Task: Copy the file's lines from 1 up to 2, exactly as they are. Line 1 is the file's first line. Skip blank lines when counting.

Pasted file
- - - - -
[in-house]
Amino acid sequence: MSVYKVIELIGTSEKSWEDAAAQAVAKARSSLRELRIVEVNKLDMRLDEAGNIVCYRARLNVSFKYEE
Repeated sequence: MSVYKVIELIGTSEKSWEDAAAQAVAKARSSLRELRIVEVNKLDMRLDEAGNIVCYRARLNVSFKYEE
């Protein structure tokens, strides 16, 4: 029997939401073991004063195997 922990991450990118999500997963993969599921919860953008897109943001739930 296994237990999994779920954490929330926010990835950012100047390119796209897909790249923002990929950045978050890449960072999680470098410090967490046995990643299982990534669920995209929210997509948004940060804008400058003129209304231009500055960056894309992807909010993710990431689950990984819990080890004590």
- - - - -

[in-house]
Amino acid sequence: MSVYKVIELIGTSEKSWEDAAAQAVAKARSSLRELRIVEVNKLDMRLDEAGNIVCYRARLNVSFKYEE